Christian Bale starred in “Empire of the Sun” when he was 13 years old, but instead of an instant entourage, he was instantly hated on in school. Bale says, “It was not a great time. I was a victim of bullying and had other kids kicking and punching me every day. It was an early lesson in how making a film can set you apart. If you don’t want to live with the consequences then don’t make the film. But that didn’t help at the time. I was confused about other people’s reactions to me, both good and bad. It can mess anyone up.” I bet they got way nicer once “Newsies” came out and they realized what an awesome singer Christian is!

Jessica Alba
Jessica Alba seems like the nicest person ever, which is probably why she was tortured in school. The actress claims she was shy and awkward and had to be protected by adults: “I was bullied so badly my dad used to have to walk me into school so I didn’t get attacked ... I’d eat my lunch in the nurse’s office so I didn’t have to sit with the other girls.

Rosario Dawson
Rosario Dawson might be all grown up and glamorous now, but apparently it took longer for her to grow up than most. When asked if she was bullied as a kid, the actress said, “Absolutely. It was always about how I physically looked. Growing up, a lot of the girls in my school started developing quickly. My mom has a very pronounced bust line and I was a late bloomer. One of my worst memories is getting all dressed up for a school activity and having the girls pick on me because I was flat chested. I was very much a tomboy for a long time.”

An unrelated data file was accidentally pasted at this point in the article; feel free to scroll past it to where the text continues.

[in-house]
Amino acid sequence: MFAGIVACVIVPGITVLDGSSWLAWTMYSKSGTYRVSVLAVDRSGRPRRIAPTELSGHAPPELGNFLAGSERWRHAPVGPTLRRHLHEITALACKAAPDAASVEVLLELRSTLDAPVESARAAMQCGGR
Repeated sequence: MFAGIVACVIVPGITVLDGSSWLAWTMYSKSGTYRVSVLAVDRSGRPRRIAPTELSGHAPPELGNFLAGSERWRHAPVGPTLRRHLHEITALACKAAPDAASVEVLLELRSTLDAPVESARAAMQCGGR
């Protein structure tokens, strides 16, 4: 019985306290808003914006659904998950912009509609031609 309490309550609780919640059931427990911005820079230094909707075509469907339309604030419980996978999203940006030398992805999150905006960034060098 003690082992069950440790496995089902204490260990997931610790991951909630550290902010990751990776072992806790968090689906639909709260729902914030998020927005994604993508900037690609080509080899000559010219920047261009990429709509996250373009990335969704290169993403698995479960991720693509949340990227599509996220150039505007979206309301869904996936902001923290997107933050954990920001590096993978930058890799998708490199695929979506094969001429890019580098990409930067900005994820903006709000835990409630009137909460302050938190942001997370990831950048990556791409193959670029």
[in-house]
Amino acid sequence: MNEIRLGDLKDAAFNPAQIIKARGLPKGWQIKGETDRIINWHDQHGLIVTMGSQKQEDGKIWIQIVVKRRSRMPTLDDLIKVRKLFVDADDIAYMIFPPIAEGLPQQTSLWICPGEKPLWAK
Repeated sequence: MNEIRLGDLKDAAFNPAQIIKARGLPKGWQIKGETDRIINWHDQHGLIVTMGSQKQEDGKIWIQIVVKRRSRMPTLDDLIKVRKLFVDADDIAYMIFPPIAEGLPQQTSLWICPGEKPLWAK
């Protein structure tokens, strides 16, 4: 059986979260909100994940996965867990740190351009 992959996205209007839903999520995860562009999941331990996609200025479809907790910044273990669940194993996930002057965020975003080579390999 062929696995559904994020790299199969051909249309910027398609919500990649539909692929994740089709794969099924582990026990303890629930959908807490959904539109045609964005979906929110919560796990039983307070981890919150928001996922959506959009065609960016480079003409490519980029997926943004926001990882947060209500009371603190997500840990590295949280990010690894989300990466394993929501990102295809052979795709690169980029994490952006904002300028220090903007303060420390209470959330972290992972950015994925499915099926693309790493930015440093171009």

Megan Fox
It’s hard to feel sorry for people as pretty as Megan Fox, but it’s comforting that she also endured high school harassment. She says, “I was bullied and it’s hard, you feel like high school’s never going to be over. It’s four years of your life and you just have to remember the person picking on you had their own problems and their own issues. And you’re going to be OK ... usually bullies are the most insecure.” Doesn’t it seem like high school was way longer than four years?

 Chad Michael Murray